Shettles method for boys
The Shettles method for boys aims to time sexual intercourse to coincide with the day of the woman's ovulation (or when she releases her egg). This is based on the theory that boy sperm are able to swim more quickly to the egg and are more likely to 'beat' the girl sperm to fertilise the egg first, but they are more fragile and may not survive as long.
It also takes into account that 'boy' sperm may prefer a more alkaline environment. This is provided by the woman's 'peak fertile mucous' at ovulation as well as her vaginal secretions released during female orgasm. The Shettles method for boys claims an 80% success rate. However, the few, small studies done so far have been unable to support these claims.
Many of the 'Shettles methods' for boys are also general recommendations for couples who are trying to conceive a baby of any sex (but not necessarily a boy). This is because it helps couples to time sex at the woman's most fertile time. The theory that boy babies are more likely to be conceived if fertilisation happens close to the time of ovulation is thought to be why pregnancies resulting from artificial insemination are slightly more likely to be boys.
How it's done
To understand the following outline you may need to review the information about charting the woman's menstrual cycle and her physical signs relating to ovulation. As a broad overview, the Shettles method for having boys recommends:
Allowing sex anytime after day 1 of the woman's menstrual cycle and up until her fertile phase (or about 4 days before ovulation) but using condoms during this time.
Avoiding sex (or the man ejaculating) totally during the woman's pre-fertile phase (about 4 days before ovulation). This is aimed at increasing the man's sperm count and increasing the couple's chances of having a boy.
When the woman's basal body temperature (or BBT) lowers, usually the day before ovulation, and/or as soon as she notices the peak 'eggwhite' fertile mucous, having sex without a condom. (If you wait until your temperature actually rises, indicating ovulation has already happened, this may be too late to conceive that cycle.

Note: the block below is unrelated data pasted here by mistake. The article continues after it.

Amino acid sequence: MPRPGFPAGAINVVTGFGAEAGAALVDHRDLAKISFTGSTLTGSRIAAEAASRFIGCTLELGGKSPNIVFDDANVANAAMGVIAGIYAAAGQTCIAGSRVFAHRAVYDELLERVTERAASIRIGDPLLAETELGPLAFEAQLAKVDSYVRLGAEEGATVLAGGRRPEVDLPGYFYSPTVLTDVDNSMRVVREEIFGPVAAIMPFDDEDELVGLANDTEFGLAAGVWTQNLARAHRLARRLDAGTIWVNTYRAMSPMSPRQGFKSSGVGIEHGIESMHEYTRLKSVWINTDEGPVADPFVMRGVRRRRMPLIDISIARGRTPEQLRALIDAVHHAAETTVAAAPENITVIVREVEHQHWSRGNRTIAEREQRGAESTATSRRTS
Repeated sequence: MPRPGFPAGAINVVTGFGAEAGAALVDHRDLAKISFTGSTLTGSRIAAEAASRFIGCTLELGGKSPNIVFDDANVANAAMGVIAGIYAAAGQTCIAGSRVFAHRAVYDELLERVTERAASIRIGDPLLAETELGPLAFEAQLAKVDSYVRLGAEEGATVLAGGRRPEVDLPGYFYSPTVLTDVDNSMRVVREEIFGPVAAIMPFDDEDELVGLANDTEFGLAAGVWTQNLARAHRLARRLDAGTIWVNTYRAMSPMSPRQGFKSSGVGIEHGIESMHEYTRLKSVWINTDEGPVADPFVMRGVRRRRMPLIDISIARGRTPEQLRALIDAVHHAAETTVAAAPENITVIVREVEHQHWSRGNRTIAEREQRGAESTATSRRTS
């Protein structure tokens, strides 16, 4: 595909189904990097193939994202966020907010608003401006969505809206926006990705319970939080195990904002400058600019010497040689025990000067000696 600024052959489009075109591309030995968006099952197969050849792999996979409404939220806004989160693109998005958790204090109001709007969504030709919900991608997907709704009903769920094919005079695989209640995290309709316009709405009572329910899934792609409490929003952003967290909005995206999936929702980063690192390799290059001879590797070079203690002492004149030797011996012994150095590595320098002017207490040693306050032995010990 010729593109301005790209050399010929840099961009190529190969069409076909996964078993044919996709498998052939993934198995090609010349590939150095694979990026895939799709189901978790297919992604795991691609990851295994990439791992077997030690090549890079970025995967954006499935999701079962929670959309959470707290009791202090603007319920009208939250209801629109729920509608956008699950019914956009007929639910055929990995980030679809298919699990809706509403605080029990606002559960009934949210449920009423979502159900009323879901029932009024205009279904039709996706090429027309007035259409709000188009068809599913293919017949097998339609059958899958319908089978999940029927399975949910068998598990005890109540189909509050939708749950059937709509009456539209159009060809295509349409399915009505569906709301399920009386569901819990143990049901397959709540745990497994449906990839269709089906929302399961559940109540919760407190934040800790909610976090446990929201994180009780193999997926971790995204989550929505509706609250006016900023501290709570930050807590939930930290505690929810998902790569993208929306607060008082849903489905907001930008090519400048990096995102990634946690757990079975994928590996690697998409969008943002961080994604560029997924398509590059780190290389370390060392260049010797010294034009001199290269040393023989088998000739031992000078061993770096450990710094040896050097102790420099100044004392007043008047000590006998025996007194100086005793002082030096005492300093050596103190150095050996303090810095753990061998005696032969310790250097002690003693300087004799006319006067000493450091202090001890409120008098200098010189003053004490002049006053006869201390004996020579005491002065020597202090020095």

If you have sex during the 3 to 4 days following ovulation, you will need to use a condom. Once this time elapses you can freely have sex without a condom until the woman's next menstrual period (or perhaps for several months if you have a positive pregnancy test!)
Other additional words of advice include:
If the woman has an orgasm just before the man ejaculates, or soon after ejaculation, it increases the alkaline secretions in her vagina and uterus. This is supposed to favour 'boy' sperm. It also makes the woman's uterus and fallopian tubes to have rhythmic contractions, drawing the semen up towards the newly released egg.
Intercourse with deep vaginal penetration is supposed to deposit the sperm as close to the cervix as possible, avoiding exposure to the more acidic vaginal environment. This may be achieved by the man's penis entering the woman's vagina from behind (rather than using the traditional face to face missionary position).
The woman should try and stay in bed for at least 20 to 30 minutes after intercourse. Some women will place a pillow under their hips, to raise them slightly, aimed at encouraging the sperm to enter the uterus.
Men should avoid exposures that may reduce their fertility and possibly favour girl sperm. This can entail not smoking and not having hot baths and saunas or wearing tight constrictive underwear or clothing (boxer shorts are ideal). Heat around the testes and 'fertility toxins' are supposed to favour the survival of girl sperm and to reduce boy sperm counts. If the man is exposed to too many toxins, it may reduce his fertility to the point that he is unable to have any babies.
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